- Seafloor bathymetry and seafloor features
- Seafloor magnetism
- Seafloor spreading hypothesis
- List the main features of the seafloor: mid-ocean ridges, deep-sea trenches, and abyssal plains.
- Describe what seafloor magnetism tells scientists about the seafloor.
- Describe the process of seafloor spreading.
echo sounder: device that uses sound waves to calculate distances to underwater objects and the seafloor
seafloor spreading: hypothesis explaining how the ocean floor forms and how continents can drift
trench: deep crack in the ocean floor
Introducing the Lesson
Introduce seafloor spreading by showing students the animation at the following URL. Challenge students to describe what they are observing. (Magma is erupting onto the ocean floor, and the ocean floor is moving away from both sides of the eruption.) Tell students they will learn more about seafloor spreading and how scientists learned about it when they read this lesson.
You may want to use the excellent PowerPoint presentation at the URL below when you teach this lesson. It provides a concise, logical overview of lesson content.
Use the simple demonstration “Seafloor Spreading Made Easy,” which is described at the URL below, to show students how seafloor spreading occurs. Student volunteers will be actively involved in the classroom demonstration, which could be done as a student activity instead. The demonstration takes about 30 minutes.
Do a think-pair-share activity for seafloor spreading. Ask students to think about the following questions:
- What is seafloor spreading?
- What evidence is there for seafloor spreading?
- How is seafloor spreading related to continental drift?
After students have had time to consider the questions, divide the class into pairs, and ask partners to share their ideas about the answers to the questions. Be sure to pair any less proficient readers and English language learners with other students in the class.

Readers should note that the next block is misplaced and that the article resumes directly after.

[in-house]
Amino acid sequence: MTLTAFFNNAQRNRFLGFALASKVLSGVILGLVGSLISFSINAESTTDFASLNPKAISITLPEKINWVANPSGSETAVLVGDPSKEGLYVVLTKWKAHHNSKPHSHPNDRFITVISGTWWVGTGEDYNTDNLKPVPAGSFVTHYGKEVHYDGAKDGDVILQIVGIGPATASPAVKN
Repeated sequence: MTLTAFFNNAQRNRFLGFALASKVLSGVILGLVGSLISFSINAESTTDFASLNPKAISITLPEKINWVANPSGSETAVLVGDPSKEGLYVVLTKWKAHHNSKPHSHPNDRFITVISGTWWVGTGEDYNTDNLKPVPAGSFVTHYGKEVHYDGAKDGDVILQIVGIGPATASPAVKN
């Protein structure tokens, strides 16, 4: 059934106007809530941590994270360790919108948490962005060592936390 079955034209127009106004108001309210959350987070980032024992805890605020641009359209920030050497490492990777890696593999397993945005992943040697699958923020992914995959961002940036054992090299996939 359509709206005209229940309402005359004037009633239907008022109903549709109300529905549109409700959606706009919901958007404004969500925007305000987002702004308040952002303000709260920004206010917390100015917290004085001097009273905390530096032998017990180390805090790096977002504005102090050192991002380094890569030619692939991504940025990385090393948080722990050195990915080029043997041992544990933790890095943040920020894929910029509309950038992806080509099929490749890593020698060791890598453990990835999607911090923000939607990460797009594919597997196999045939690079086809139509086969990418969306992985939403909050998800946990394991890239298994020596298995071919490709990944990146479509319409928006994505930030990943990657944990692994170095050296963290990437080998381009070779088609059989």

Ask a student who needs enrichment to make a diagram representing seafloor spreading and the magnetic stripes on the seafloor. Then ask the student to use the diagram to explain the magnetic evidence for seafloor spreading to the rest of the class. A sample diagram can be found at this URL: http://ase.tufts.edu/cosmos/print_images.asp?id=4.
With the inquiry activity at the URL below, students will make a paper model illustrating the concept of sea-floor spreading and the development of symmetrical magnetic stripes on either side of a mid-ocean ridge. The Web site provides teacher information as well as a student procedure.
Share with students the importance of the American geologist Harry Hess in our understanding of seafloor spreading and its contribution to the theory of plate tectonics. You can find details at this URL: http://pubs.usgs.gov/gip/dynamic/HHH.html.
Reinforce and Review
Copy and distribute the lesson worksheets in the CK-12 Earth Science for Middle School Workbook. Ask students to complete the worksheets alone or in pairs to reinforce lesson content.
Lesson Review Questions
Have students answer the Review Questions listed at the end of the lesson in the FlexBook® student edition.
Check students’ mastery of the lesson with Lesson 6.3 Quiz in CK-12 Earth Science for Middle School Quizzes and Tests.
Points to Consider
How were the technologies that were developed during World War II used by scientists for the development of the seafloor-spreading hypothesis?
In what two ways did magnetic data lead scientists to understand more about plate tectonics?
How does seafloor spreading provide a mechanism for continental drift?
Describe the features of the North Pacific Ocean basin described in terms of seafloor spreading.